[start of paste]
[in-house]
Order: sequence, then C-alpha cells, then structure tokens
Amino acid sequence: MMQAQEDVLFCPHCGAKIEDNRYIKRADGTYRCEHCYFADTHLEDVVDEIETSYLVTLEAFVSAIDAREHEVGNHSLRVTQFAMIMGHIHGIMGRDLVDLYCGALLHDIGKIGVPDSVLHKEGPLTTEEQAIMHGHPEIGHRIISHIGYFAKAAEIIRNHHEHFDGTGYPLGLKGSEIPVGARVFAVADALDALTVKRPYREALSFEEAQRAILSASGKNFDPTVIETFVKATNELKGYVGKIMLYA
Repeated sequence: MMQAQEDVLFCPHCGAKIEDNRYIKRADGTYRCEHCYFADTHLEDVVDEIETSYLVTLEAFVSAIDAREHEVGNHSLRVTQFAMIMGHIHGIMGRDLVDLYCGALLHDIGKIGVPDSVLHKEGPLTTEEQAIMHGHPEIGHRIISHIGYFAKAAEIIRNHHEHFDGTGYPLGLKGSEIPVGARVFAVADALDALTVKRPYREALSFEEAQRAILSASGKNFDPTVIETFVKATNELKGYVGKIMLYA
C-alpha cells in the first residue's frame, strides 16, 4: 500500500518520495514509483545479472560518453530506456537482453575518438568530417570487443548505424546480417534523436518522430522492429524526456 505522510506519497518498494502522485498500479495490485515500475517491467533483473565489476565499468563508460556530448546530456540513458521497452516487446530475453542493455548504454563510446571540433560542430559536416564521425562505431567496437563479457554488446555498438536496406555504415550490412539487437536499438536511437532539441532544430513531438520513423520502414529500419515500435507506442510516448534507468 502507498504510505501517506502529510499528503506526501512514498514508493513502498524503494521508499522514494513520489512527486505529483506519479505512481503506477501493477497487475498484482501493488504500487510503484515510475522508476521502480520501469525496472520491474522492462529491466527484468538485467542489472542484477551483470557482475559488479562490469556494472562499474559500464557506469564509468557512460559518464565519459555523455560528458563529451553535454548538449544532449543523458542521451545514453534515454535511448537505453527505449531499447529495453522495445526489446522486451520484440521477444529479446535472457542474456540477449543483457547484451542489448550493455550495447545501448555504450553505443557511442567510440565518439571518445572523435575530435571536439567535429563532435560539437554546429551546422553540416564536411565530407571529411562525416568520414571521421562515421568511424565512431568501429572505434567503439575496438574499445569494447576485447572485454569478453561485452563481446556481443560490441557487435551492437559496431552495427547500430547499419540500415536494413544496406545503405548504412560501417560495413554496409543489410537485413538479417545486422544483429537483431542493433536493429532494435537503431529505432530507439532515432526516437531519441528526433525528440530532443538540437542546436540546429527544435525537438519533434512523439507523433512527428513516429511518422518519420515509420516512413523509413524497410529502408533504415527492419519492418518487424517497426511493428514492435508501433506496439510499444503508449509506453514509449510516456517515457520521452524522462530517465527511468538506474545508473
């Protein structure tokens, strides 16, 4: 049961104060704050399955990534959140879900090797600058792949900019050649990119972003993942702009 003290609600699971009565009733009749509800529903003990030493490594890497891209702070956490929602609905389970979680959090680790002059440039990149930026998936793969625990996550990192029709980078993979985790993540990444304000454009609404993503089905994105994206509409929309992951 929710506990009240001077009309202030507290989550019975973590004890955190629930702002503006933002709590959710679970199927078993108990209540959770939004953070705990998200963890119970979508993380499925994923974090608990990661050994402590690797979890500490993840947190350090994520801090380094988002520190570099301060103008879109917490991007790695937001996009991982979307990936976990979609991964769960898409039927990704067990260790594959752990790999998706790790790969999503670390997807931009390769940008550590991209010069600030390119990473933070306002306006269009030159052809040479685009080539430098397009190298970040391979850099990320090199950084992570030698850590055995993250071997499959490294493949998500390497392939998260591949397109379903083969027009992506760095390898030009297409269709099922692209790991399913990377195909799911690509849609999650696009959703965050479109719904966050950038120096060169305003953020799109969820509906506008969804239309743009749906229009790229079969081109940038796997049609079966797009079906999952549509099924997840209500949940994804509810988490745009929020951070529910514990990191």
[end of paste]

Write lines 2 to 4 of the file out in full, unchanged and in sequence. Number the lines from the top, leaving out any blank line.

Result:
Order: sequence, then C-alpha cells, then structure tokens
Amino acid sequence: MMQAQEDVLFCPHCGAKIEDNRYIKRADGTYRCEHCYFADTHLEDVVDEIETSYLVTLEAFVSAIDAREHEVGNHSLRVTQFAMIMGHIHGIMGRDLVDLYCGALLHDIGKIGVPDSVLHKEGPLTTEEQAIMHGHPEIGHRIISHIGYFAKAAEIIRNHHEHFDGTGYPLGLKGSEIPVGARVFAVADALDALTVKRPYREALSFEEAQRAILSASGKNFDPTVIETFVKATNELKGYVGKIMLYA
Repeated sequence: MMQAQEDVLFCPHCGAKIEDNRYIKRADGTYRCEHCYFADTHLEDVVDEIETSYLVTLEAFVSAIDAREHEVGNHSLRVTQFAMIMGHIHGIMGRDLVDLYCGALLHDIGKIGVPDSVLHKEGPLTTEEQAIMHGHPEIGHRIISHIGYFAKAAEIIRNHHEHFDGTGYPLGLKGSEIPVGARVFAVADALDALTVKRPYREALSFEEAQRAILSASGKNFDPTVIETFVKATNELKGYVGKIMLYA